(By Uchechukwu Udoji)

More than a third of us own a smartphone and, on average, will look at it a barely believable 150 times a day.

But have you ever considered what this is doing to your health? Here, we reveal how our favourite gadget can damage our bodies.

If your eyes feel sore after staring at your phone, you won’t be surprised to learn that focussing on a small object for a long time can cause dry eyes, which can lead to inflammation and infection.

Even more worryingly, phones could be affecting children’s eyesight in the long-term. Mr Allon Barsam, a consultant opthalmic surgeon at Luton & Dunstable University Hospital (USA), says it is possible that youngsters who stare at screens all day could be near-sighted as they grow up.

There’s also research to suggest that using smartphones could leave us needing glasses sooner.
‘Presbyopia, or the inability to focus on close objects, usually develops in your mid-to-late-40s, which is why everyone after a certain age needs reading glasses,’ says Mr Barsam.

‘People only notice this when they can’t read a newspaper, but we tend to hold phones far closer to our eyes than papers — around 10in away as opposed to 16in — so it’s becoming a problem sooner.’

While smartphones aren’t necessarily damaging our  eyes, they are demanding more  of them.

‘We are expected to focus at three different distances — long distance, on a newspaper or book, and on smartphones. So this could mean more than one pair of reading glasses or more expensive varifocals,’ says Mr Barsam.

The solution: Enlarge the size of the text on your phone, and to avoid glare, try to use your phone in a well-lit room and don’t use it for more than 15 minutes at a time.

Finally, as screen time has already been linked to a number of health problems in children aside from vision, including obesity and heart problems, restrict it.

Psychologist Dr Aric Sigman recommends you do not allow children aged three to seven to play games on a small screen for more than half an hour a day. This rises to up to two hours for those over 16.


Our smartphones are changing our posture. ‘Our bodies are a product of what we do on a daily basis,’ says Kirsten Lord, a chartered physiotherapist.

‘I now see far more people with pain in their neck or shoulders. We tend to poke our heads forward when we’re reading something on a phone or tablet. This position squashes the top of your spine and compresses the nerves that go up to your head. The result can be headaches and feeling tired and stiff.’

The solution: Invest in a hands-free kit. Kirsten also advises trying exercises to lengthen your neck muscles, such as imagining a string pulling you up from the middle of your head to help you improve your posture.


Excessive phone use could change the definition of your jawline. ‘I’ve seen an increase in the number of women in their 30s concerned about weakness in the lower third of their face,’ says cosmetic dermatologist, Dr Sam Bunting.

‘As we age, our skin’s elasticity decreases and it’s feasible that bending our neck forward for hours on end to look at smartphones and tablets may mean there is more of a downwards tug on the delicate skin.’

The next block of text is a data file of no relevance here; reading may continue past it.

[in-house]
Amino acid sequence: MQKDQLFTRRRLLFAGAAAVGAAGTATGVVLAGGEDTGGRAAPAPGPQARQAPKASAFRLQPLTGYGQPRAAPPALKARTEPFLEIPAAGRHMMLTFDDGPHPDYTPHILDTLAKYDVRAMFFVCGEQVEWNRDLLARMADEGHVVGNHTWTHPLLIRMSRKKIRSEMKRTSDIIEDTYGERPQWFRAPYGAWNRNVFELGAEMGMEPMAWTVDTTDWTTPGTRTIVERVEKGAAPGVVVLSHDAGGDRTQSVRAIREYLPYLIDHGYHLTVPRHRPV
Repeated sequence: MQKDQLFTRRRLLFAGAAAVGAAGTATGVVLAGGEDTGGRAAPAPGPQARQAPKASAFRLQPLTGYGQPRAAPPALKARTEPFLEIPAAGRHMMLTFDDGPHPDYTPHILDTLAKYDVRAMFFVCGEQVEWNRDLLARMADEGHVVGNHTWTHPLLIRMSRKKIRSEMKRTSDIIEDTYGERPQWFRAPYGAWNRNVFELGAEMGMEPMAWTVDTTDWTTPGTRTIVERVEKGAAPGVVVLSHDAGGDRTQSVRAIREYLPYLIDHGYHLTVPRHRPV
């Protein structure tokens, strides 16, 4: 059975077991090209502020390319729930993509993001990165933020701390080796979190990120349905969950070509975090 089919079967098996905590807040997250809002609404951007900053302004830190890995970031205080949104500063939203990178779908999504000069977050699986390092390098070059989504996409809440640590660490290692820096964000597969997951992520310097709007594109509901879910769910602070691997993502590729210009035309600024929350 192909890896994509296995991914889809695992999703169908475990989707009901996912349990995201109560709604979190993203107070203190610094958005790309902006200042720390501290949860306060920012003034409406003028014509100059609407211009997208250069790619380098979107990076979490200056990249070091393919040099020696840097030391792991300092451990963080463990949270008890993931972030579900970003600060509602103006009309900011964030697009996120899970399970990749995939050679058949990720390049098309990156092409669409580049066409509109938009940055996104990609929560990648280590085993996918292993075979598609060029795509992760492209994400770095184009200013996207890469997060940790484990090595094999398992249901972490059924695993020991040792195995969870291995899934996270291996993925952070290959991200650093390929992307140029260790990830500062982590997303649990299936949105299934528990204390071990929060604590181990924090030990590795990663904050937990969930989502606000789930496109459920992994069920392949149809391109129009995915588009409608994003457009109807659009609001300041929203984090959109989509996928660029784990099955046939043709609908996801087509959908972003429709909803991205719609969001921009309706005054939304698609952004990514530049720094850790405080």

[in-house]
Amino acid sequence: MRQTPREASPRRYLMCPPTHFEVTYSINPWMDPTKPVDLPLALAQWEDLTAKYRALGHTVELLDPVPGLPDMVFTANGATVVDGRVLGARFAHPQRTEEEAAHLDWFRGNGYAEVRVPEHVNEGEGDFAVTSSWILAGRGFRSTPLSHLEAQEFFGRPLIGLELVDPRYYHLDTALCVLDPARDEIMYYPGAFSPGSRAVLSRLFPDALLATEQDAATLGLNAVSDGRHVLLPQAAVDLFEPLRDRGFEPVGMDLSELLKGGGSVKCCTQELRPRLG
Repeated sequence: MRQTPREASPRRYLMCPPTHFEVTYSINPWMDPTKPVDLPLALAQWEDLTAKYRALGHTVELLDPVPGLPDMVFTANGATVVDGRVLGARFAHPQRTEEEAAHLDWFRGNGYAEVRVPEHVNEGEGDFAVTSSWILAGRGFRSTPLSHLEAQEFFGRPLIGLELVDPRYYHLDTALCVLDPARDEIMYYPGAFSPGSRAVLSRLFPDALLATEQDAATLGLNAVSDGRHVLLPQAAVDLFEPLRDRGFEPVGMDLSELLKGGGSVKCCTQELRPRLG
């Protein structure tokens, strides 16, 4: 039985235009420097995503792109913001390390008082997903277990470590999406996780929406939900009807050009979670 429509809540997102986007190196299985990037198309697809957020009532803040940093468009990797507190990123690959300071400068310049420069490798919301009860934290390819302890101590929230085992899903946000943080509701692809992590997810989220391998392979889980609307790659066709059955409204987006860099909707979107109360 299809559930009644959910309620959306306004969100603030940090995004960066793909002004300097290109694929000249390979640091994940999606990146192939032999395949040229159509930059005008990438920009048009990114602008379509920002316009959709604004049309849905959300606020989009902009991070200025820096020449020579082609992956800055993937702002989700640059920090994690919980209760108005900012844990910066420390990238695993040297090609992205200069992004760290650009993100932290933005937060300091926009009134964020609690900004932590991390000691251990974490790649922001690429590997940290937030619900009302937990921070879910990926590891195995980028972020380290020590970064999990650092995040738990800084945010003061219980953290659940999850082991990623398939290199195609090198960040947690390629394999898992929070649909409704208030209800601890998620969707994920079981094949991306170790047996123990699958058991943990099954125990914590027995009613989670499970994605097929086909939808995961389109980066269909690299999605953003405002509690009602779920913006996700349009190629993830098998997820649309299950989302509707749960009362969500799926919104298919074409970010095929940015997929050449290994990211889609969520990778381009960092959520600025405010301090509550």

The solution: Try holding your phone or tablet straight out in front of you, rather than below chest level, so you’re not constantly looking downwards.


Considering how hot phone screens get after a long call, it’s no surprise that some experts are concerned they can give you pimples or sweat rash.

Which? magazine carried out tests on a sample of 30 mobile phones and discovered that, on average, a handset had 18 times more harmful germs on it than the flush handle in a men’s lavatory.

The solution: If you’re prone to spots, use a hands-free kit and wipe your phone with a saline solution.


‘Playing music through headphones too loud can cause noise-induced hearing loss (NIHL), which can make it difficult to hear speech, especially when there’s background noise,’  says Karen Finch, of the Hearing Care Centre in Ipswich.

She  adds: ‘Many standard-issue headphones don’t fit the ear properly resulting in a leakage of sound, so we feel we have to turn up the volume.

The solution: Always keep sound levels as low as you can and don’t listen for too long.


Computers, laptops, tablets and phones tend to give off a blue light, thought to interfere with the natural hormones, such as melatonin, which help us  to sleep.

The solution: Research from the Mayo Clinic in Arizona suggests that dimming the brightness settings on your phone and holding it at least 14in from your face while using it will reduce its potential to impede sleep. Better yet, buy an old-fashioned alarm clock and leave your phone outside your bedroom at night.


We might think our phones facilitate communication, but studies suggest otherwise. ‘Technology can make it hard to manage boundaries in our lives,’ says Dr Emma Short, a psychologist at the University of Bedfordshire.

‘So if we’re on our phone, we don’t give our full attention to those we’re physically with. Research also suggests the more engaged we are in social networks, such as Facebook and Twitter, the lonelier we can become as family, friends and school relationships suffer.’

The solution: Have a strict rule that there are no phones at the dinner table or when you’re out socially.